Microsoft has just released the beta version of its new Skype application for Linux. This new version, despite being in stable, has replaced the existing Skype 4.3 on its website as the default download.
If you are not already aware, until now, Microsoft used a Qt based Skype client for Linux. This application lacked a number of features and was not updated for several years. The user interface looked like it was made before 2010.
But Microsoft woke up from the sleep and announced that it was working on a new Skype application for Linux. The new version uses modern cloud architecture, unlike the older version that used peer to peer architecture.
The new Skype version is basically the web version of Skype wrapped using Electron and Node.js. But it does bring the regular Skype features that Windows users are enjoying.
New features in Skype 5.0 Beta
Some of the main highlights of the Skype 5.0 beta release are:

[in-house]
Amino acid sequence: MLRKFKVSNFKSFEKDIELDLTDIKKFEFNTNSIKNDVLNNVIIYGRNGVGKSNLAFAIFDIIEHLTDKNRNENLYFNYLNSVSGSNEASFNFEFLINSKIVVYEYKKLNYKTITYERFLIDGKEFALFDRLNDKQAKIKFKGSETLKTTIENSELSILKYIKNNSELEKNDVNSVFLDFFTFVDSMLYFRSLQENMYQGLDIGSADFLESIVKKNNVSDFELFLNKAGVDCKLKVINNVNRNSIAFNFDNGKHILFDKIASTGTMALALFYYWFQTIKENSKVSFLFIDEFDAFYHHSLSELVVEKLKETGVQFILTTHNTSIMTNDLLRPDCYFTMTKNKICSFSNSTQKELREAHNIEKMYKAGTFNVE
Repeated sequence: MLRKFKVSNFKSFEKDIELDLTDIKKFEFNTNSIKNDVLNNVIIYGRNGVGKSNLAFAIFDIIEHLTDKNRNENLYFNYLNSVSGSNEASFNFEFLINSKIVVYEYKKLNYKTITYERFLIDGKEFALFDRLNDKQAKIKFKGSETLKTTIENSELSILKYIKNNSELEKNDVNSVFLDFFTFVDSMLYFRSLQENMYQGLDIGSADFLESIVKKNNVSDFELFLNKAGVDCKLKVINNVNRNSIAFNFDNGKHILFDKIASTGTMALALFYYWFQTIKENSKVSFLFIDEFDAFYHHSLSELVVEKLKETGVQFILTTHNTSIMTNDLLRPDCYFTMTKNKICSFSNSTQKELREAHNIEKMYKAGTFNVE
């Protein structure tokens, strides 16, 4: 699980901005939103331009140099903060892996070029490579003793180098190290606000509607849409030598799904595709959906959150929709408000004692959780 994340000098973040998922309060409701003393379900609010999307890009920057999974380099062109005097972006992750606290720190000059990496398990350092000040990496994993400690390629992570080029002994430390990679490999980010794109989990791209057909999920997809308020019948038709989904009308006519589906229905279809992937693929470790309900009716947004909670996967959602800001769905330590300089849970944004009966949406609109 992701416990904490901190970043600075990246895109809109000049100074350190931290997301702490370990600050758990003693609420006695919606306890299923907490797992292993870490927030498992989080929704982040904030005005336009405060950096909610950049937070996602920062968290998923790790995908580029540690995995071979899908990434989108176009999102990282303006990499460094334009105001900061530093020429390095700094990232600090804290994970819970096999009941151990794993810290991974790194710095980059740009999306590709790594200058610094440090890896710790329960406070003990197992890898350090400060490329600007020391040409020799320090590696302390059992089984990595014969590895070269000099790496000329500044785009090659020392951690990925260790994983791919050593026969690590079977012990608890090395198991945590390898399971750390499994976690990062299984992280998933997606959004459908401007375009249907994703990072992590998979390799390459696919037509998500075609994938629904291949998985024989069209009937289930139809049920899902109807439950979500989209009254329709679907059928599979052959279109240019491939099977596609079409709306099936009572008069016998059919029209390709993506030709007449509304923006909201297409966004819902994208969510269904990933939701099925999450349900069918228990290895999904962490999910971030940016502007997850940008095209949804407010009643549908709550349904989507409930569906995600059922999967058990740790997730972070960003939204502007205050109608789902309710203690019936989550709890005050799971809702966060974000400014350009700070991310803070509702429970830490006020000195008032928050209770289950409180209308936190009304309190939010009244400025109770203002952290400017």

- Calls to mobiles and landlines with Skype credit
- One to one video calls (which means no group video calls yet)
- Linux users can now view shared screens from other Skype desktop clients (it seems that Linux users can only view other’s screen, not share their own. I didn’t see the option to share screen in Linux client)
- Unity launcher shows the number of unread conversations
- Online contacts in contact list now include Away and Do Not Disturb statuses
- Performance improvement and bug fixes
File sharing was already present in the alpha version of the new Skype client.
Install Skype 5.0 Beta in Linux
Despite being in beta, Skype 5.0 beta is now the default download on the Skype website. You cannot find the older Qt versions of Skype 4.x. You can still install Skype older version in Linux from the official repositories, though.
To get the Skype 5.0 beta in Linux, you can go to the download section of Skype website and get either of the .deb or .rpm installation files. I am not certain, but I think that it is only available for 64 bit system. That reiterates my belief that slowly, Linux 32Bit is disappearing from the scene.
Of course, the source code of Skype 5.0 is not available.
Ubuntu users can download the .deb file and install it using Gdebi or Ubuntu Software Center.
Once installed, you can find it in Unity Dash:
The new interface looks like this:
Skype is one of the few instant messaging applications that have native Linux clients. If you are averted to Skype because it’s linked to Microsoft, perhaps you can use Wire or Viber as an alternative.
Are you going to install Skype 5.0 beta in Linux?